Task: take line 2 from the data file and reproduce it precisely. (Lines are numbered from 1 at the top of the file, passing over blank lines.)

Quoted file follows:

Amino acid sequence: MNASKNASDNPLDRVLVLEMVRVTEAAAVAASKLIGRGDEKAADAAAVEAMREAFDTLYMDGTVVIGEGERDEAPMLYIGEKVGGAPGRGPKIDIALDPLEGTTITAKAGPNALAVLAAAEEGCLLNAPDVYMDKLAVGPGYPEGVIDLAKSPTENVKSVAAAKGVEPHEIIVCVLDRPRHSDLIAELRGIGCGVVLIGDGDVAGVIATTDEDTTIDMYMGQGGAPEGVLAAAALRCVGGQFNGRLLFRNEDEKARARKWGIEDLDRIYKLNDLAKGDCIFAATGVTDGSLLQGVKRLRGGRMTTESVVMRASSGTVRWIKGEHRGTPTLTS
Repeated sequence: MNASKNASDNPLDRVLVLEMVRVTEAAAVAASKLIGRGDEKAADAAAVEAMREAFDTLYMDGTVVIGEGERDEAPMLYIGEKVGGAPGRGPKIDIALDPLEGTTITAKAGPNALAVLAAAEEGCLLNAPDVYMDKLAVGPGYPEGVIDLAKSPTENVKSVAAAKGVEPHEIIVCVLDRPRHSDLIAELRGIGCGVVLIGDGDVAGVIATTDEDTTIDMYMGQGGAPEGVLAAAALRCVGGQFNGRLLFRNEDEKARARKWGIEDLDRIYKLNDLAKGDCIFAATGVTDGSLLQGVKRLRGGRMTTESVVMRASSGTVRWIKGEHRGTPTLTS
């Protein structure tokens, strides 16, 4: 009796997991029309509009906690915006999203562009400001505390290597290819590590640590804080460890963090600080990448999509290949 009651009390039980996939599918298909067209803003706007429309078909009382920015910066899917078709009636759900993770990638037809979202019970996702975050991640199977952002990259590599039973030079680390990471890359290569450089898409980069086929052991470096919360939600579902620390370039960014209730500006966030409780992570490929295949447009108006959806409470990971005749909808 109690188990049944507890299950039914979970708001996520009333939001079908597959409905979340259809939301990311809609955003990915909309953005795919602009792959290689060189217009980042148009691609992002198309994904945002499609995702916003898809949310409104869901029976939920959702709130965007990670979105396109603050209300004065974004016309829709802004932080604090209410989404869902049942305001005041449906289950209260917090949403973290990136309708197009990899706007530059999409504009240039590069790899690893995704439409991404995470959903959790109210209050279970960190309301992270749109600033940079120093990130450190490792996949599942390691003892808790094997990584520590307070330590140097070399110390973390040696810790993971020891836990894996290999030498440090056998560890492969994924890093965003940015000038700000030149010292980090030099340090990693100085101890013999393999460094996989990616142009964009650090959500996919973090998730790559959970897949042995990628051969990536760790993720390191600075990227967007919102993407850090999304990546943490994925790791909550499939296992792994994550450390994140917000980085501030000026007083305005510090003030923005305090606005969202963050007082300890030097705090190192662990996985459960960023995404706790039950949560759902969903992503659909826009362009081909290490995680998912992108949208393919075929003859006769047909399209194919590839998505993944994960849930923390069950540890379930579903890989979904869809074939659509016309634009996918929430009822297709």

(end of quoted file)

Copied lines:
Repeated sequence: MNASKNASDNPLDRVLVLEMVRVTEAAAVAASKLIGRGDEKAADAAAVEAMREAFDTLYMDGTVVIGEGERDEAPMLYIGEKVGGAPGRGPKIDIALDPLEGTTITAKAGPNALAVLAAAEEGCLLNAPDVYMDKLAVGPGYPEGVIDLAKSPTENVKSVAAAKGVEPHEIIVCVLDRPRHSDLIAELRGIGCGVVLIGDGDVAGVIATTDEDTTIDMYMGQGGAPEGVLAAAALRCVGGQFNGRLLFRNEDEKARARKWGIEDLDRIYKLNDLAKGDCIFAATGVTDGSLLQGVKRLRGGRMTTESVVMRASSGTVRWIKGEHRGTPTLTS